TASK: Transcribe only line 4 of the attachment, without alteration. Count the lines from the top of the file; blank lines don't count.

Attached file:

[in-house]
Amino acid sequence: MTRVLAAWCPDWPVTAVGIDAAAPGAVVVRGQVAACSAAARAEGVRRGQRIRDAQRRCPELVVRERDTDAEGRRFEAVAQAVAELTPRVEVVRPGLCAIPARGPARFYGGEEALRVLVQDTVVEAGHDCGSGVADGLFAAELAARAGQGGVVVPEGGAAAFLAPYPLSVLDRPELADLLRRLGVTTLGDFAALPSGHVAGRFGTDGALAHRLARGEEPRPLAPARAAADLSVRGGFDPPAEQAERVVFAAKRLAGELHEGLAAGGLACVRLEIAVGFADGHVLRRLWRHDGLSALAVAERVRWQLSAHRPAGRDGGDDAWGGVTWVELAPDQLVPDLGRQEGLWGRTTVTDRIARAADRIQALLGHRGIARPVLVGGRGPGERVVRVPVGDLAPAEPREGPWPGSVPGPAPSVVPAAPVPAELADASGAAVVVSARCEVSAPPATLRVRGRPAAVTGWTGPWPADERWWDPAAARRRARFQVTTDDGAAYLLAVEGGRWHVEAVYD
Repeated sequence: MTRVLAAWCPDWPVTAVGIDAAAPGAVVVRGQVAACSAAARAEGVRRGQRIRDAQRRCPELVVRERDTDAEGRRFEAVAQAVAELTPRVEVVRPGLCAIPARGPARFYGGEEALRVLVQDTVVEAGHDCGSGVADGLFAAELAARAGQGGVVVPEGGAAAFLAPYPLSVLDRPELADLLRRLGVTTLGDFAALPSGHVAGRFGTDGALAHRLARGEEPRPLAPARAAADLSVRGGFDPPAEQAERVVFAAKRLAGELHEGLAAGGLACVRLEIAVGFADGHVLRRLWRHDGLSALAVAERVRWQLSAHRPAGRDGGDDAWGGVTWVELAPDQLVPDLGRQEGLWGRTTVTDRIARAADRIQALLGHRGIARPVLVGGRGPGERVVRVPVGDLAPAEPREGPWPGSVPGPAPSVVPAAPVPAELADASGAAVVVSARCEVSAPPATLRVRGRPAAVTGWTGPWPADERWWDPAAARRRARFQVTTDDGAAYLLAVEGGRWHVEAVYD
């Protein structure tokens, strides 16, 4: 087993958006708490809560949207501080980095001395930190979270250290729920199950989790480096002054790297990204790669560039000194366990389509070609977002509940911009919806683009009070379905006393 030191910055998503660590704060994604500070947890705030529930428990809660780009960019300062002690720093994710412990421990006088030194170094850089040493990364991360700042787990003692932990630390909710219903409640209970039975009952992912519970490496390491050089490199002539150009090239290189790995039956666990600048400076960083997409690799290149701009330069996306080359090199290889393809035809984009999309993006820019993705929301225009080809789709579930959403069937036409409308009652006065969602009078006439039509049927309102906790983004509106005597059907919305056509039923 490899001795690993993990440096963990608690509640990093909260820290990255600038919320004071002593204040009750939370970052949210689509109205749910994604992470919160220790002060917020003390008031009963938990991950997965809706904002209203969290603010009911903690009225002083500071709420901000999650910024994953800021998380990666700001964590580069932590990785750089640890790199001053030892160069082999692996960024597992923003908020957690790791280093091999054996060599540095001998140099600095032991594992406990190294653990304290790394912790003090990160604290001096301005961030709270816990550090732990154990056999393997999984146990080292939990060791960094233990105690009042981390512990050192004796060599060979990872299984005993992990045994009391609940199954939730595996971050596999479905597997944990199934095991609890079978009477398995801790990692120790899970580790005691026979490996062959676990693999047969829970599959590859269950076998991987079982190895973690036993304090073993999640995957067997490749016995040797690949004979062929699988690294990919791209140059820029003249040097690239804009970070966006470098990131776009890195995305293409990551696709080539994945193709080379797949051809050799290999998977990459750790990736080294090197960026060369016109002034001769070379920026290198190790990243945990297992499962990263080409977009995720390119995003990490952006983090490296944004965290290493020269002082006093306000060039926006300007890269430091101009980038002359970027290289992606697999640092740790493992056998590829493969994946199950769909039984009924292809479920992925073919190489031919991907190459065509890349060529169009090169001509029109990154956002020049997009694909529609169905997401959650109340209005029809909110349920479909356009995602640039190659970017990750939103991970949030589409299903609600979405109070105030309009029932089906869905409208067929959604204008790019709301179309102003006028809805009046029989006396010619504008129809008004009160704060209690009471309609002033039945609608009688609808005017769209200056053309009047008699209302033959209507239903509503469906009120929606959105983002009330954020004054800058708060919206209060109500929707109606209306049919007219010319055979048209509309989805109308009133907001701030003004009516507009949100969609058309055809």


């Protein structure tokens, strides 16, 4: 087993958006708490809560949207501080980095001395930190979270250290729920199950989790480096002054790297990204790669560039000194366990389509070609977002509940911009919806683009009070379905006393 030191910055998503660590704060994604500070947890705030529930428990809660780009960019300062002690720093994710412990421990006088030194170094850089040493990364991360700042787990003692932990630390909710219903409640209970039975009952992912519970490496390491050089490199002539150009090239290189790995039956666990600048400076960083997409690799290149701009330069996306080359090199290889393809035809984009999309993006820019993705929301225009080809789709579930959403069937036409409308009652006065969602009078006439039509049927309102906790983004509106005597059907919305056509039923 490899001795690993993990440096963990608690509640990093909260820290990255600038919320004071002593204040009750939370970052949210689509109205749910994604992470919160220790002060917020003390008031009963938990991950997965809706904002209203969290603010009911903690009225002083500071709420901000999650910024994953800021998380990666700001964590580069932590990785750089640890790199001053030892160069082999692996960024597992923003908020957690790791280093091999054996060599540095001998140099600095032991594992406990190294653990304290790394912790003090990160604290001096301005961030709270816990550090732990154990056999393997999984146990080292939990060791960094233990105690009042981390512990050192004796060599060979990872299984005993992990045994009391609940199954939730595996971050596999479905597997944990199934095991609890079978009477398995801790990692120790899970580790005691026979490996062959676990693999047969829970599959590859269950076998991987079982190895973690036993304090073993999640995957067997490749016995040797690949004979062929699988690294990919791209140059820029003249040097690239804009970070966006470098990131776009890195995305293409990551696709080539994945193709080379797949051809050799290999998977990459750790990736080294090197960026060369016109002034001769070379920026290198190790990243945990297992499962990263080409977009995720390119995003990490952006983090490296944004965290290493020269002082006093306000060039926006300007890269430091101009980038002359970027290289992606697999640092740790493992056998590829493969994946199950769909039984009924292809479920992925073919190489031919991907190459065509890349060529169009090169001509029109990154956002020049997009694909529609169905997401959650109340209005029809909110349920479909356009995602640039190659970017990750939103991970949030589409299903609600979405109070105030309009029932089906869905409208067929959604204008790019709301179309102003006028809805009046029989006396010619504008129809008004009160704060209690009471309609002033039945609608009688609808005017769209200056053309009047008699209302033959209507239903509503469906009120929606959105983002009330954020004054800058708060919206209060109500929707109606209306049919007219010319055979048209509309989805109308009133907001701030003004009516507009949100969609058309055809």